In Which Paul Auster Becomes A Children's Author
Yes, the same Paul Auster. And the best part? He didn't even know about it.
A funny thing happened during Granta’s B.E.A. panel on the state of American writing on Friday, when a woman from the audience asked Paul Auster whether it was his idea to turn Timbuktu, a novella he published in 1999, into a children’s book.
For a moment, Mr. Auster looked at the questioner blankly. “But it’s not a children’s book,” he said.
To read about this bizarre story - which is as much of a commentary about how ridiculous the publishing industry seems to be these days, click the link below to read more.
Here are some more details from this odd story:
The woman insisted that she knew what she was talking about—that the book she was referring to was an adaptation, published with full illustrations and packaged as a kids’ book. Mr. Auster said it was the first he'd ever heard of such a thing.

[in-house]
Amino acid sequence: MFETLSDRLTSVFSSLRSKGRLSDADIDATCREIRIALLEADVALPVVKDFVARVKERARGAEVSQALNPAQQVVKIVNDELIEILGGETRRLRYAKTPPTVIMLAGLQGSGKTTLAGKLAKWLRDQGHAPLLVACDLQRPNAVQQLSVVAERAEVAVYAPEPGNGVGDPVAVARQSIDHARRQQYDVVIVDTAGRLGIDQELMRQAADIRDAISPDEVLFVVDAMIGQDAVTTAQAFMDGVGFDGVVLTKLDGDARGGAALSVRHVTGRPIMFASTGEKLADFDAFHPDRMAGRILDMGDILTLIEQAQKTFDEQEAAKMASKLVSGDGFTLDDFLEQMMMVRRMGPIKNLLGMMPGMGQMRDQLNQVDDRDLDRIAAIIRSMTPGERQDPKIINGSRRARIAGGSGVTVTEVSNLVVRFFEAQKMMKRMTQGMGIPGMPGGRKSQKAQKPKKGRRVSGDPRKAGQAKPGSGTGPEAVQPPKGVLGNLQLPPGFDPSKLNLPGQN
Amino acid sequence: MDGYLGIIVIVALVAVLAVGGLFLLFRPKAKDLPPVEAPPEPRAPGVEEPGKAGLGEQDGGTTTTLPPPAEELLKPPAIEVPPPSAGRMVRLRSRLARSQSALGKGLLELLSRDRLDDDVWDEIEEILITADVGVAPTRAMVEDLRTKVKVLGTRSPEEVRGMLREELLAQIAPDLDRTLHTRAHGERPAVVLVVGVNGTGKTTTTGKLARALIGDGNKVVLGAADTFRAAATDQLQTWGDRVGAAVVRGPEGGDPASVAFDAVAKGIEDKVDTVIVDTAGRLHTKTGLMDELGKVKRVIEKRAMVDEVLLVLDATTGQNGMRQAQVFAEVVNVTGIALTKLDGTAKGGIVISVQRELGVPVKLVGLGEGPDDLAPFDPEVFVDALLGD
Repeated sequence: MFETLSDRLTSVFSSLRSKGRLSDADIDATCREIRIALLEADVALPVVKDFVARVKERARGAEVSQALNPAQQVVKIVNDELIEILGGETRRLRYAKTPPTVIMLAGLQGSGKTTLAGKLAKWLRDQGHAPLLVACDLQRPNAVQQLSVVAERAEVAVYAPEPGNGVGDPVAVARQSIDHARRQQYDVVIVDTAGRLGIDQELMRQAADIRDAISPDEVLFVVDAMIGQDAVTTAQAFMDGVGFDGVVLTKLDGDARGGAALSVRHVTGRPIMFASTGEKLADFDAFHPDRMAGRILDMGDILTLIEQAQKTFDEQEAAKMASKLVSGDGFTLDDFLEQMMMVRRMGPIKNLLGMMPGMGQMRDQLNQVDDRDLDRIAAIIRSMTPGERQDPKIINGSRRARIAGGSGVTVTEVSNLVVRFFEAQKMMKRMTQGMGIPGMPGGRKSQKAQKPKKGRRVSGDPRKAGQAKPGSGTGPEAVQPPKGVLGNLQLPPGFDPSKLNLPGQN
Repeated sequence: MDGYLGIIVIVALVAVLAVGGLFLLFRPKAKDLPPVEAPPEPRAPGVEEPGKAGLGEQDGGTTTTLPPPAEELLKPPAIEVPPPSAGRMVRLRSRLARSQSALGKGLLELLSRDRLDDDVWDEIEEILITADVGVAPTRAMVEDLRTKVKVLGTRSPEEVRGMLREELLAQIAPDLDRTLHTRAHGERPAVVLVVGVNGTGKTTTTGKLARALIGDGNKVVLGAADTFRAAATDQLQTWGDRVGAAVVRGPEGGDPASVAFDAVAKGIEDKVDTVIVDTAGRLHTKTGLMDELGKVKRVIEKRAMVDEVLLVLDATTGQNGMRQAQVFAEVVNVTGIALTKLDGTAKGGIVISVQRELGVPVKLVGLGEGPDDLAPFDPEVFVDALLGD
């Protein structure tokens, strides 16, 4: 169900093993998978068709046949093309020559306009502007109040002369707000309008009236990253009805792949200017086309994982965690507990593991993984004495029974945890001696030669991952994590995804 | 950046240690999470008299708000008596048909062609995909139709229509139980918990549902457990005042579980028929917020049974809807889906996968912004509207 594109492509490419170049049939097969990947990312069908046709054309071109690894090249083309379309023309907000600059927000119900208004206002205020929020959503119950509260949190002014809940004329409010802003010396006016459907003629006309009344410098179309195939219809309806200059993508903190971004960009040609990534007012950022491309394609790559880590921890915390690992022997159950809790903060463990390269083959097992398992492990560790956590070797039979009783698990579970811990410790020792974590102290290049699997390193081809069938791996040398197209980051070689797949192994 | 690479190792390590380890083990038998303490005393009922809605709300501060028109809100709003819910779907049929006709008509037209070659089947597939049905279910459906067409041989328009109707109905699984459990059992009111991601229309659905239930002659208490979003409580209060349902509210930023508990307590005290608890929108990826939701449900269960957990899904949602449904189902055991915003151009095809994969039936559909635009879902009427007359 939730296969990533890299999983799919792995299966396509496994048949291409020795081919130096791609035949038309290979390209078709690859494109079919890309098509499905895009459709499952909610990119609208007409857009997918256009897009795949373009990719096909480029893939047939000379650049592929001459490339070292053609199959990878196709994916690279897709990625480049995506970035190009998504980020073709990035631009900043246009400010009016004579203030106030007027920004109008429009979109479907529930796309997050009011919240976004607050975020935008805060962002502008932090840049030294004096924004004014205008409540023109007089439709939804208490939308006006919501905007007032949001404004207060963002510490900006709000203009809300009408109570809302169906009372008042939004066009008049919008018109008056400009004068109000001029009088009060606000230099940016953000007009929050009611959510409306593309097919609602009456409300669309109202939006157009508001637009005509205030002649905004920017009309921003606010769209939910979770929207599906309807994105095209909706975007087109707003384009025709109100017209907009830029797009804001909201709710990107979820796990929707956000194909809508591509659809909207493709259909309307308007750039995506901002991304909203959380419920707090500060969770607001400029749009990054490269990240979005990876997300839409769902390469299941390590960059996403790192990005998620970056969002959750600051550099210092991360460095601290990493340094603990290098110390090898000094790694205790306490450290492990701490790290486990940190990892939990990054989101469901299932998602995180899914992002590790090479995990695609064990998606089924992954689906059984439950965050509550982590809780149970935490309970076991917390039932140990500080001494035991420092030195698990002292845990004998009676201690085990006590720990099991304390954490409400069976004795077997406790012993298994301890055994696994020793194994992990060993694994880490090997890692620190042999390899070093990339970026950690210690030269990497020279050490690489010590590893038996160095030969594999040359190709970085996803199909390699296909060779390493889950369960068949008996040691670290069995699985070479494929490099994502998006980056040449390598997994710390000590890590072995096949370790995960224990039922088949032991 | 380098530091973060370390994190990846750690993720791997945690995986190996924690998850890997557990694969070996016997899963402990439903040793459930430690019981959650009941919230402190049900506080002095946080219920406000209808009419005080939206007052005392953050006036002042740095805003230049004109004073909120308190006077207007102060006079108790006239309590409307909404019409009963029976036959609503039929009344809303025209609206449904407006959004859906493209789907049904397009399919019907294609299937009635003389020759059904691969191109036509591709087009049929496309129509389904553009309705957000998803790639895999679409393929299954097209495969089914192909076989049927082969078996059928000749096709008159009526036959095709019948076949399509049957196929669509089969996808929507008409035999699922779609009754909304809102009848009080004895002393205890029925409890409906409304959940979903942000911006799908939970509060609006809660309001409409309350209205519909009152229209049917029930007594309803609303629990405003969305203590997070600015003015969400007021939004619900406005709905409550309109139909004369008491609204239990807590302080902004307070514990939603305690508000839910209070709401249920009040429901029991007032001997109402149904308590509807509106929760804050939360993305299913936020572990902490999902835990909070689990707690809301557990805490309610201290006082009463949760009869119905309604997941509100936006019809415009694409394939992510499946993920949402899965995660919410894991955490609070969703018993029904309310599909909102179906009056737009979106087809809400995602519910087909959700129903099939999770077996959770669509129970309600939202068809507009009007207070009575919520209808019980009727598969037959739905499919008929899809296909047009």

At that point, Picador publicist James Meader, who works on Mr. Auster's paperbacks, submitted in a somewhat sheepish tone that he had a copy of the book in his office, and would send one to him directly. Soon someone in the audience had Googled the book on her iPhone, and raised her hand to share her findings. "It has a gray fluffy dog on the cover looking over its shoulder," she reported.
Had Picador published a Paul Auster book without telling him or paying for the privilege? That’s kind of what it seemed like!
"It’s kind of a macabre idea for a children’s book," Mr. Meader said, "Because as you may know, the dog does commit suicide at the end."
In an interview today, Ms. Mann said she had gotten in touch with Minedition and that contracts and copies of the book—which is distributed by Penguin in the USA—are on their way to Ms. Mann’s office. Turns out a computer crash was to blame!
Emphasis in the above is mine.
I'm a little less charitable, and wonder how it's possible a computer crash could be to blame; how did this actually get published before any contracts were signed? Regardless, there are probably a lot of German kids reading this and wondering what the heck kind of story their parents wanted them to read.
(For what it's worth, Timbuktu is a favorite of many Auster fans, but one of my least favorite.)